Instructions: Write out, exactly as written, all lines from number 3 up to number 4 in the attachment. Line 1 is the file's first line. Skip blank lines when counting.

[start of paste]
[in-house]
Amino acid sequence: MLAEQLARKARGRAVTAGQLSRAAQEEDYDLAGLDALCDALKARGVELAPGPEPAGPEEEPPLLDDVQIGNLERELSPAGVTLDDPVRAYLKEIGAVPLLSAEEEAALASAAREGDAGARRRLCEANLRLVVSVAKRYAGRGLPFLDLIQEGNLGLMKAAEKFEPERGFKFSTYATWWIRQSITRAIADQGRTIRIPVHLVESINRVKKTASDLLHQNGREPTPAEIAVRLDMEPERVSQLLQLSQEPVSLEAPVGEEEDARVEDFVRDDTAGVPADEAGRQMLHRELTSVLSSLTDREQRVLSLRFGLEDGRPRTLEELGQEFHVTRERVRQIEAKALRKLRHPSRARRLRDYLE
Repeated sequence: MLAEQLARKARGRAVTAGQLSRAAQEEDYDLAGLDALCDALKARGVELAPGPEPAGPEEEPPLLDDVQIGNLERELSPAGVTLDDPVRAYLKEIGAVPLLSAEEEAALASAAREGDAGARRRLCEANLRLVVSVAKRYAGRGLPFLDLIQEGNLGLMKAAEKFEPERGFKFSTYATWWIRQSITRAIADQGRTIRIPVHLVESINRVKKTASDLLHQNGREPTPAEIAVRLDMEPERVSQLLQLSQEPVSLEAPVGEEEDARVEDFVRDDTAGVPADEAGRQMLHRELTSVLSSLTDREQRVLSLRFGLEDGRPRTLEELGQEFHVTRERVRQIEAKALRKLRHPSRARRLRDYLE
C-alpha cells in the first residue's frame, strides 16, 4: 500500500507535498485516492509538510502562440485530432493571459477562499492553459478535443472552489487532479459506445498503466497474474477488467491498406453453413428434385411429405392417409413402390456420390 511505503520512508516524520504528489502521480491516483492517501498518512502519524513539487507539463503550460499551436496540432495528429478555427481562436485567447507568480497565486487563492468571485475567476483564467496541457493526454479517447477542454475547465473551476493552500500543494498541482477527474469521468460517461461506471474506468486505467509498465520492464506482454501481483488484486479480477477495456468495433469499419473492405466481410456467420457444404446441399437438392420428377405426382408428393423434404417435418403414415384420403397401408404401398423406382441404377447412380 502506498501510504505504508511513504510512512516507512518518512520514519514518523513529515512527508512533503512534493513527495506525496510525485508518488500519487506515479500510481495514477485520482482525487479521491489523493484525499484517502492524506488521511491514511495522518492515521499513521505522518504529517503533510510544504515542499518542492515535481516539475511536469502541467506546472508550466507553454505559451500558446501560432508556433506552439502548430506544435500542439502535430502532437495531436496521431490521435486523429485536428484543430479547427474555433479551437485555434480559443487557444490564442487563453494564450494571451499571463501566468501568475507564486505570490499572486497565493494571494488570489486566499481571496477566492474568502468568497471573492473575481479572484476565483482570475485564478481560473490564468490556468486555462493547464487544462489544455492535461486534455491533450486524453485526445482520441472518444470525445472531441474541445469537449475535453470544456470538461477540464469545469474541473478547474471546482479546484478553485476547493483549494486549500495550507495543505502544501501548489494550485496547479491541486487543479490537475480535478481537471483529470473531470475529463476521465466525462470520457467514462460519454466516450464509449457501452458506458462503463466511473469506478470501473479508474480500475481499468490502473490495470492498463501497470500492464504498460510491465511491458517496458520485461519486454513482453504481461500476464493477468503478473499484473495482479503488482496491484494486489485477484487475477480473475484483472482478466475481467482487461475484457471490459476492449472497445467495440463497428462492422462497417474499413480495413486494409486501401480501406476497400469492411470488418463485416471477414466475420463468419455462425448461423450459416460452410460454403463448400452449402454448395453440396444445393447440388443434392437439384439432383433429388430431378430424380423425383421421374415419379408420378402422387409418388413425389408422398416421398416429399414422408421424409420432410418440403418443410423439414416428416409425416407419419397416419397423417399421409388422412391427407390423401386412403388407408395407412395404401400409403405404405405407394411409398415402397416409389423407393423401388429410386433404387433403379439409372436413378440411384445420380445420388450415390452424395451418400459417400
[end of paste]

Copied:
Repeated sequence: MLAEQLARKARGRAVTAGQLSRAAQEEDYDLAGLDALCDALKARGVELAPGPEPAGPEEEPPLLDDVQIGNLERELSPAGVTLDDPVRAYLKEIGAVPLLSAEEEAALASAAREGDAGARRRLCEANLRLVVSVAKRYAGRGLPFLDLIQEGNLGLMKAAEKFEPERGFKFSTYATWWIRQSITRAIADQGRTIRIPVHLVESINRVKKTASDLLHQNGREPTPAEIAVRLDMEPERVSQLLQLSQEPVSLEAPVGEEEDARVEDFVRDDTAGVPADEAGRQMLHRELTSVLSSLTDREQRVLSLRFGLEDGRPRTLEELGQEFHVTRERVRQIEAKALRKLRHPSRARRLRDYLE
C-alpha cells in the first residue's frame, strides 16, 4: 500500500507535498485516492509538510502562440485530432493571459477562499492553459478535443472552489487532479459506445498503466497474474477488467491498406453453413428434385411429405392417409413402390456420390 511505503520512508516524520504528489502521480491516483492517501498518512502519524513539487507539463503550460499551436496540432495528429478555427481562436485567447507568480497565486487563492468571485475567476483564467496541457493526454479517447477542454475547465473551476493552500500543494498541482477527474469521468460517461461506471474506468486505467509498465520492464506482454501481483488484486479480477477495456468495433469499419473492405466481410456467420457444404446441399437438392420428377405426382408428393423434404417435418403414415384420403397401408404401398423406382441404377447412380 502506498501510504505504508511513504510512512516507512518518512520514519514518523513529515512527508512533503512534493513527495506525496510525485508518488500519487506515479500510481495514477485520482482525487479521491489523493484525499484517502492524506488521511491514511495522518492515521499513521505522518504529517503533510510544504515542499518542492515535481516539475511536469502541467506546472508550466507553454505559451500558446501560432508556433506552439502548430506544435500542439502535430502532437495531436496521431490521435486523429485536428484543430479547427474555433479551437485555434480559443487557444490564442487563453494564450494571451499571463501566468501568475507564486505570490499572486497565493494571494488570489486566499481571496477566492474568502468568497471573492473575481479572484476565483482570475485564478481560473490564468490556468486555462493547464487544462489544455492535461486534455491533450486524453485526445482520441472518444470525445472531441474541445469537449475535453470544456470538461477540464469545469474541473478547474471546482479546484478553485476547493483549494486549500495550507495543505502544501501548489494550485496547479491541486487543479490537475480535478481537471483529470473531470475529463476521465466525462470520457467514462460519454466516450464509449457501452458506458462503463466511473469506478470501473479508474480500475481499468490502473490495470492498463501497470500492464504498460510491465511491458517496458520485461519486454513482453504481461500476464493477468503478473499484473495482479503488482496491484494486489485477484487475477480473475484483472482478466475481467482487461475484457471490459476492449472497445467495440463497428462492422462497417474499413480495413486494409486501401480501406476497400469492411470488418463485416471477414466475420463468419455462425448461423450459416460452410460454403463448400452449402454448395453440396444445393447440388443434392437439384439432383433429388430431378430424380423425383421421374415419379408420378402422387409418388413425389408422398416421398416429399414422408421424409420432410418440403418443410423439414416428416409425416407419419397416419397423417399421409388422412391427407390423401386412403388407408395407412395404401400409403405404405405407394411409398415402397416409389423407393423401388429410386433404387433403379439409372436413378440411384445420380445420388450415390452424395451418400459417400